Entrepreneurs have to remember that while the processing of personal data remains a common and unavoidable process in the era of progressive digitisation, the processing of certain data is subject to significant limitations under the GDPR/RODO. Pursuant to Article 9 section 1 of the GDPR/RODO, the processing of personal data revealing racial or ethnic origin, political opinions, religious or philosophical beliefs, trade-union membership, and the processing of genetic data, biometric data for the purpose of uniquely identifying a natural person or data concerning health, sex life or sexual orientation of that person is prohibited. There are exceptions to this principle provided for in Article 9 section 2 and 3 of the GDPR/RODO. As an example, a case shall be pointed out where the processing of personal data remains necessary to protect the vital interests of the data subject or of another natural person, and the data subject is physically or legally incapable of giving his/her consent (e.g. the processing of personal data of an unconscious patient to whom an ambulance has been called). In addition, it is important to note that the processing of personal data relating to criminal offences and criminal convictions or related security measures under Article 6 section 1 of the GDPR/RODO may only be carried out under the supervision of public authorities or if the processing is permitted by EU law or Member State law providing adequate safeguards for the rights and freedoms of data subjects. Any complete records of criminal convictions shall only be kept under the supervision of public authorities (Article 10 GDPR/RODO).
PRINCIPLES AND OBLIGATIONS OF ECONOMIC OPERATORS WITH REGARD TO THE PROCESSING OF PERSONAL DATA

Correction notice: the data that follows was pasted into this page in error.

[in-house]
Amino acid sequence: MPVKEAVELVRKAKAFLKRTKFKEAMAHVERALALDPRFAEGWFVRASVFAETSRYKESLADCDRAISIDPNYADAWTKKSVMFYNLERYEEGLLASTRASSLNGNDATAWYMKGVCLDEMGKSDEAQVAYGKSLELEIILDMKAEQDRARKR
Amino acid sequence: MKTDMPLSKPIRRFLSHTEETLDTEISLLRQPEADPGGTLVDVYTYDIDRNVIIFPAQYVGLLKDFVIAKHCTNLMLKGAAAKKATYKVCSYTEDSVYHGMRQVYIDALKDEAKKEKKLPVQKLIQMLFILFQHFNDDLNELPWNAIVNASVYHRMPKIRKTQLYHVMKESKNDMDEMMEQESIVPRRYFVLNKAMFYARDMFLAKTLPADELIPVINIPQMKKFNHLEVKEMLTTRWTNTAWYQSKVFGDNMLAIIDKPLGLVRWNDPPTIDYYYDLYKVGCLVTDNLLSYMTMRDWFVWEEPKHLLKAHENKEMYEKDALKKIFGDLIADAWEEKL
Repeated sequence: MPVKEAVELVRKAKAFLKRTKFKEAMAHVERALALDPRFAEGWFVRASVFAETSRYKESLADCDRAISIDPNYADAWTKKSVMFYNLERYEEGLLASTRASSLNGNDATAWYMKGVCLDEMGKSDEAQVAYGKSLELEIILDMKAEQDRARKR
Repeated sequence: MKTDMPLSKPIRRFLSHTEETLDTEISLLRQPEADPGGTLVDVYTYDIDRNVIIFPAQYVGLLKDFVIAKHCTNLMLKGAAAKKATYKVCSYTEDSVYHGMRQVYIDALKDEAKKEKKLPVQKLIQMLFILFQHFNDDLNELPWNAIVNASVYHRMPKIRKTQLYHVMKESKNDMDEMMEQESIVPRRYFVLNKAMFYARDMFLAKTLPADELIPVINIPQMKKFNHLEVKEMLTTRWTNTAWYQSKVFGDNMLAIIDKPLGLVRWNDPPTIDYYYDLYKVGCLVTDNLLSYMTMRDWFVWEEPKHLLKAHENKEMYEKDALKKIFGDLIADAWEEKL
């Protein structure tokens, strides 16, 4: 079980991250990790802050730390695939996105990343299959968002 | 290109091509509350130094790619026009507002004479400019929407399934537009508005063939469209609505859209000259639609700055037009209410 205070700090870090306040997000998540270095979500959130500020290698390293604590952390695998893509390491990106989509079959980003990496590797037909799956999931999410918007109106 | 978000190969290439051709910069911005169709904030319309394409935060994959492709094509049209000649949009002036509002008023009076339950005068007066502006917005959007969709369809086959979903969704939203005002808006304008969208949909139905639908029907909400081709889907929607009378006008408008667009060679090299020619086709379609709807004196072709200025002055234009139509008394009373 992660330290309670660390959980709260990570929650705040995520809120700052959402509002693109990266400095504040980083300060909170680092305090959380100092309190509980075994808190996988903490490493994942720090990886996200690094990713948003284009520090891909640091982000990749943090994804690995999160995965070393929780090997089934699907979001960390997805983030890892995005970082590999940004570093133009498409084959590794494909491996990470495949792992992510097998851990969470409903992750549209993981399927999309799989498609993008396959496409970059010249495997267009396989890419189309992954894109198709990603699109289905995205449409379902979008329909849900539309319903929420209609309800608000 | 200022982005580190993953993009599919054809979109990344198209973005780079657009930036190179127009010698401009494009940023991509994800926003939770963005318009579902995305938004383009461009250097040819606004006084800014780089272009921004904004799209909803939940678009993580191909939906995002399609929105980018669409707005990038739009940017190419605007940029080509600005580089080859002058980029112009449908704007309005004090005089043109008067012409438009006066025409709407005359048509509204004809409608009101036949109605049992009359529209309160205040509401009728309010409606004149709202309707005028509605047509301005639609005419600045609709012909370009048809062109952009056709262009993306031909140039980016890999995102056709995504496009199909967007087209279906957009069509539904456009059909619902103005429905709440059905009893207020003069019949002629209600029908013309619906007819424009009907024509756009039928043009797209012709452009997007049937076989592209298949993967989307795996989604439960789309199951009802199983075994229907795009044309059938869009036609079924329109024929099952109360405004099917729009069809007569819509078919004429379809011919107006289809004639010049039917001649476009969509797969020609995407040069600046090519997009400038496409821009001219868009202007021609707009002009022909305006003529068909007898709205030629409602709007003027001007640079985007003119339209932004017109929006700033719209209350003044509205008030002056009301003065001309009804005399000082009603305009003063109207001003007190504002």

However, the key provision of Article 24 section 1 of the RODO, which states that taking into account the nature, scope, context and purposes of the processing and the risk of violation of the rights or freedoms of natural persons of different probability and seriousness, the Controller shall implement appropriate technical and organisational measures to ensure and demonstrate that the processing is carried out in accordance with this GDPR/RODO. These measures shall be reviewed and updated if necessary. As it results from the above, on the one hand the main obligation of the Controller remains to ensure the processing of personal data in compliance with the GDPR/RODO, and on the other hand to be able to demonstrate such compliance. It should be remembered that the issue of accountability is crucial from the point of view of the entrepreneur’s interests in case of a data protection incident or an inspection by the Office for Data Protection.
In order to ensure the compliance of personal data processing with the GDPR/RODO, entrepreneurs are obliged to comply with the principles of personal data processing indicated in Article 5 of the GDPR/RODO. Personal data must be:
- processed lawfully, fairly and in a manner transparent to the data subject (“lawfulness, fairness and transparency”);
- collected for specified, explicit and legitimate purposes and not further processed in a way incompatible with those purposes; further processing for archiving purposes in the public interest, for scientific or historical research purposes or for statistical purposes shall not be considered under Article 89 section 1 as incompatible with the original purposes (“purpose limitation”);
- adequate, relevant and limited to what is necessary for the purposes for which they are processed (“data minimisation”);
- accurate and, where necessary, kept up to date; every reasonable step must be taken to ensure that personal data which are inaccurate in the light of the purposes for which they are processed are immediately erased or rectified (“accuracy”);
- kept in a form which permits identification of data subjects for no longer than is necessary for the purposes for which the data are processed; personal data may be kept for longer periods insofar as the data will be processed solely for archiving purposes in the public interest, scientific or historical research purposes or statistical purposes pursuant to Article 89 section 1, provided that appropriate technical and organisational measures required by this GDPR/RODO to protect the rights and freedoms of data subjects are implemented (“storage limitation”);